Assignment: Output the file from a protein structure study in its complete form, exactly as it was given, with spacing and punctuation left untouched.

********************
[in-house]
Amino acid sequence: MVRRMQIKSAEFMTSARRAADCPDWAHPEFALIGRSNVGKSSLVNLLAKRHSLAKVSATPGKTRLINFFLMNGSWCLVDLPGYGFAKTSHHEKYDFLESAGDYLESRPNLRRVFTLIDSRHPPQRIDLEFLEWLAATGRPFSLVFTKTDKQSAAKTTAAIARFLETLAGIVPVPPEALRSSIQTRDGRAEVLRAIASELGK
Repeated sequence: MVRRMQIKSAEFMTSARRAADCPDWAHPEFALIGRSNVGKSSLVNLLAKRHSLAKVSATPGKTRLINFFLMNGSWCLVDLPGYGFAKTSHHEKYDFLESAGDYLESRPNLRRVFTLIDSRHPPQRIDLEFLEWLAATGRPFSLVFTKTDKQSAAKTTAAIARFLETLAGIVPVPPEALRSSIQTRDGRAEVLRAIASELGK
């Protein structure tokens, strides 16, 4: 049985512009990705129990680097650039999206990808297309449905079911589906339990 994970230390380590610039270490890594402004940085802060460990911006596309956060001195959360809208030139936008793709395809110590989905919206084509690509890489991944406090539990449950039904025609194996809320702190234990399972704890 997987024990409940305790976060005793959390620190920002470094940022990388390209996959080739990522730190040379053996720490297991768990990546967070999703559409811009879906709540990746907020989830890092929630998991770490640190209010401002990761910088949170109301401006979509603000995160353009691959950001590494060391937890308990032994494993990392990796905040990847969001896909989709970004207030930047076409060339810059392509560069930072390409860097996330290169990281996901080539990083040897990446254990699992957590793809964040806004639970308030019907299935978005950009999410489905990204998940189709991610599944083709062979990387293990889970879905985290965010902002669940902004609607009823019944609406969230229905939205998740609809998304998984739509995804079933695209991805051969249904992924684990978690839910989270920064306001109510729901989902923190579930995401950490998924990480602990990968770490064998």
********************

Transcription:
[in-house]
Amino acid sequence: MVRRMQIKSAEFMTSARRAADCPDWAHPEFALIGRSNVGKSSLVNLLAKRHSLAKVSATPGKTRLINFFLMNGSWCLVDLPGYGFAKTSHHEKYDFLESAGDYLESRPNLRRVFTLIDSRHPPQRIDLEFLEWLAATGRPFSLVFTKTDKQSAAKTTAAIARFLETLAGIVPVPPEALRSSIQTRDGRAEVLRAIASELGK
Repeated sequence: MVRRMQIKSAEFMTSARRAADCPDWAHPEFALIGRSNVGKSSLVNLLAKRHSLAKVSATPGKTRLINFFLMNGSWCLVDLPGYGFAKTSHHEKYDFLESAGDYLESRPNLRRVFTLIDSRHPPQRIDLEFLEWLAATGRPFSLVFTKTDKQSAAKTTAAIARFLETLAGIVPVPPEALRSSIQTRDGRAEVLRAIASELGK
């Protein structure tokens, strides 16, 4: 049985512009990705129990680097650039999206990808297309449905079911589906339990 994970230390380590610039270490890594402004940085802060460990911006596309956060001195959360809208030139936008793709395809110590989905919206084509690509890489991944406090539990449950039904025609194996809320702190234990399972704890 997987024990409940305790976060005793959390620190920002470094940022990388390209996959080739990522730190040379053996720490297991768990990546967070999703559409811009879906709540990746907020989830890092929630998991770490640190209010401002990761910088949170109301401006979509603000995160353009691959950001590494060391937890308990032994494993990392990796905040990847969001896909989709970004207030930047076409060339810059392509560069930072390409860097996330290169990281996901080539990083040897990446254990699992957590793809964040806004639970308030019907299935978005950009999410489905990204998940189709991610599944083709062979990387293990889970879905985290965010902002669940902004609607009823019944609406969230229905939205998740609809998304998984739509995804079933695209991805051969249904992924684990978690839910989270920064306001109510729901989902923190579930995401950490998924990480602990990968770490064998």